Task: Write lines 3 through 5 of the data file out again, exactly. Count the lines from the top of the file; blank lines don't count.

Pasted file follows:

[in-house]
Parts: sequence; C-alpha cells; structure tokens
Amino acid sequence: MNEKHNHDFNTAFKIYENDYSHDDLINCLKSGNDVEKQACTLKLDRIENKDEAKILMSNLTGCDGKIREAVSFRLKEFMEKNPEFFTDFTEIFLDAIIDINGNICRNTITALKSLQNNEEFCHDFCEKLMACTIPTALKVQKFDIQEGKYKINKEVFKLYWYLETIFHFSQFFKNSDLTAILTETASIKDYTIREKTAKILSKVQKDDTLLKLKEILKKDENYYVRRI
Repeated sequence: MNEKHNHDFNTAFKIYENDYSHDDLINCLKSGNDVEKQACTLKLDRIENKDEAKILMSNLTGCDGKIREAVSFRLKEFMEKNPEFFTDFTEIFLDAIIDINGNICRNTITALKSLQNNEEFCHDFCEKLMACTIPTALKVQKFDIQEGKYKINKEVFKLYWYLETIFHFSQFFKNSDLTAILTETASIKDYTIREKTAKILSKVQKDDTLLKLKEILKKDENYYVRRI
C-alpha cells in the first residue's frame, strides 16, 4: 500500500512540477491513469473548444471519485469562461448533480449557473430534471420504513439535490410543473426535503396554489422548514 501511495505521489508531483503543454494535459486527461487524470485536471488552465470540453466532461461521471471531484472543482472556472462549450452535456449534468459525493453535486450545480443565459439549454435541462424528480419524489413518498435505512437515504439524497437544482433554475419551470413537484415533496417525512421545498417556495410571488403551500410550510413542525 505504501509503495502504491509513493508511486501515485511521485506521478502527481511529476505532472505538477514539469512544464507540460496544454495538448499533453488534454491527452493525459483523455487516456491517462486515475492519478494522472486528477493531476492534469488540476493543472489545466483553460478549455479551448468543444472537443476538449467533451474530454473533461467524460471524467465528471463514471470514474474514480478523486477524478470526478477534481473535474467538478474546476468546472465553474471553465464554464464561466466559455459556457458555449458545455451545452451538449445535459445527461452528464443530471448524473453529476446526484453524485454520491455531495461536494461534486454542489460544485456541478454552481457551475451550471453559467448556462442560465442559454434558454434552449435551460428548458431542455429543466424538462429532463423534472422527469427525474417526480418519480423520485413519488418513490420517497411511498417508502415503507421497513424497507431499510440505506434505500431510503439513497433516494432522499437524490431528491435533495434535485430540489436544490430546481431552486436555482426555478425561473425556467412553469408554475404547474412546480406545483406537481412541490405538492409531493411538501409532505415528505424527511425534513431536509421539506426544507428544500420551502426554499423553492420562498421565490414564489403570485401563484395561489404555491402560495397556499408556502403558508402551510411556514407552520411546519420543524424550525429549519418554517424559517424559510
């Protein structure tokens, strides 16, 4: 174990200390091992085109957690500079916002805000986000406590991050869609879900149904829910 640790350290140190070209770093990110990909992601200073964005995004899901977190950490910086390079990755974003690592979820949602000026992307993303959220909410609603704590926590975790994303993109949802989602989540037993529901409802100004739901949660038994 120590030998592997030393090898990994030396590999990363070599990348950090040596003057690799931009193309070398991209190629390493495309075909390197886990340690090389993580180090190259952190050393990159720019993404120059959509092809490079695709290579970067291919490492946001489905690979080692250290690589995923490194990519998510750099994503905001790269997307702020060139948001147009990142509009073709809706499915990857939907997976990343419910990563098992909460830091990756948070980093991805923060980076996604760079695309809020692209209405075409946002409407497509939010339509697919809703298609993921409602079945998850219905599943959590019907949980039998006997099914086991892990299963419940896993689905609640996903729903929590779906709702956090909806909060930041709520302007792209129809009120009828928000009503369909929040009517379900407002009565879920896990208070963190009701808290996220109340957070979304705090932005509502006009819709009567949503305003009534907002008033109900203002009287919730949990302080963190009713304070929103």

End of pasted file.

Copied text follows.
Amino acid sequence: MNEKHNHDFNTAFKIYENDYSHDDLINCLKSGNDVEKQACTLKLDRIENKDEAKILMSNLTGCDGKIREAVSFRLKEFMEKNPEFFTDFTEIFLDAIIDINGNICRNTITALKSLQNNEEFCHDFCEKLMACTIPTALKVQKFDIQEGKYKINKEVFKLYWYLETIFHFSQFFKNSDLTAILTETASIKDYTIREKTAKILSKVQKDDTLLKLKEILKKDENYYVRRI
Repeated sequence: MNEKHNHDFNTAFKIYENDYSHDDLINCLKSGNDVEKQACTLKLDRIENKDEAKILMSNLTGCDGKIREAVSFRLKEFMEKNPEFFTDFTEIFLDAIIDINGNICRNTITALKSLQNNEEFCHDFCEKLMACTIPTALKVQKFDIQEGKYKINKEVFKLYWYLETIFHFSQFFKNSDLTAILTETASIKDYTIREKTAKILSKVQKDDTLLKLKEILKKDENYYVRRI
C-alpha cells in the first residue's frame, strides 16, 4: 500500500512540477491513469473548444471519485469562461448533480449557473430534471420504513439535490410543473426535503396554489422548514 501511495505521489508531483503543454494535459486527461487524470485536471488552465470540453466532461461521471471531484472543482472556472462549450452535456449534468459525493453535486450545480443565459439549454435541462424528480419524489413518498435505512437515504439524497437544482433554475419551470413537484415533496417525512421545498417556495410571488403551500410550510413542525 505504501509503495502504491509513493508511486501515485511521485506521478502527481511529476505532472505538477514539469512544464507540460496544454495538448499533453488534454491527452493525459483523455487516456491517462486515475492519478494522472486528477493531476492534469488540476493543472489545466483553460478549455479551448468543444472537443476538449467533451474530454473533461467524460471524467465528471463514471470514474474514480478523486477524478470526478477534481473535474467538478474546476468546472465553474471553465464554464464561466466559455459556457458555449458545455451545452451538449445535459445527461452528464443530471448524473453529476446526484453524485454520491455531495461536494461534486454542489460544485456541478454552481457551475451550471453559467448556462442560465442559454434558454434552449435551460428548458431542455429543466424538462429532463423534472422527469427525474417526480418519480423520485413519488418513490420517497411511498417508502415503507421497513424497507431499510440505506434505500431510503439513497433516494432522499437524490431528491435533495434535485430540489436544490430546481431552486436555482426555478425561473425556467412553469408554475404547474412546480406545483406537481412541490405538492409531493411538501409532505415528505424527511425534513431536509421539506426544507428544500420551502426554499423553492420562498421565490414564489403570485401563484395561489404555491402560495397556499408556502403558508402551510411556514407552520411546519420543524424550525429549519418554517424559517424559510